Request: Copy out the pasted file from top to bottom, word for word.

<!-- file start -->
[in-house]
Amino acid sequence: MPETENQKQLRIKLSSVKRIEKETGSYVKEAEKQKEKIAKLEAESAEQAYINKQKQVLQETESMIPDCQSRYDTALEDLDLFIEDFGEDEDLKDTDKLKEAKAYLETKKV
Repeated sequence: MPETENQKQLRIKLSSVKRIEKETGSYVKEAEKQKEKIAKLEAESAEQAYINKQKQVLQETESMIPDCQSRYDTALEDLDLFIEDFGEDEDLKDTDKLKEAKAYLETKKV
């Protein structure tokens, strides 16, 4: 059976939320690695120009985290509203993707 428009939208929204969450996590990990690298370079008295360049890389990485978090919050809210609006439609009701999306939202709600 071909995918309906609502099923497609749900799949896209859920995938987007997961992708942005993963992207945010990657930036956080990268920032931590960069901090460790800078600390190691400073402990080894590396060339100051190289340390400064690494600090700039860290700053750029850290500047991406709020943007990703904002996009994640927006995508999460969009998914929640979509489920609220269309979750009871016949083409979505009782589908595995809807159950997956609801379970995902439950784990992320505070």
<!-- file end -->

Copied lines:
[in-house]
Amino acid sequence: MPETENQKQLRIKLSSVKRIEKETGSYVKEAEKQKEKIAKLEAESAEQAYINKQKQVLQETESMIPDCQSRYDTALEDLDLFIEDFGEDEDLKDTDKLKEAKAYLETKKV
Repeated sequence: MPETENQKQLRIKLSSVKRIEKETGSYVKEAEKQKEKIAKLEAESAEQAYINKQKQVLQETESMIPDCQSRYDTALEDLDLFIEDFGEDEDLKDTDKLKEAKAYLETKKV
């Protein structure tokens, strides 16, 4: 059976939320690695120009985290509203993707 428009939208929204969450996590990990690298370079008295360049890389990485978090919050809210609006439609009701999306939202709600 071909995918309906609502099923497609749900799949896209859920995938987007997961992708942005993963992207945010990657930036956080990268920032931590960069901090460790800078600390190691400073402990080894590396060339100051190289340390400064690494600090700039860290700053750029850290500047991406709020943007990703904002996009994640927006995508999460969009998914929640979509489920609220269309979750009871016949083409979505009782589908595995809807159950997956609801379970995902439950784990992320505070």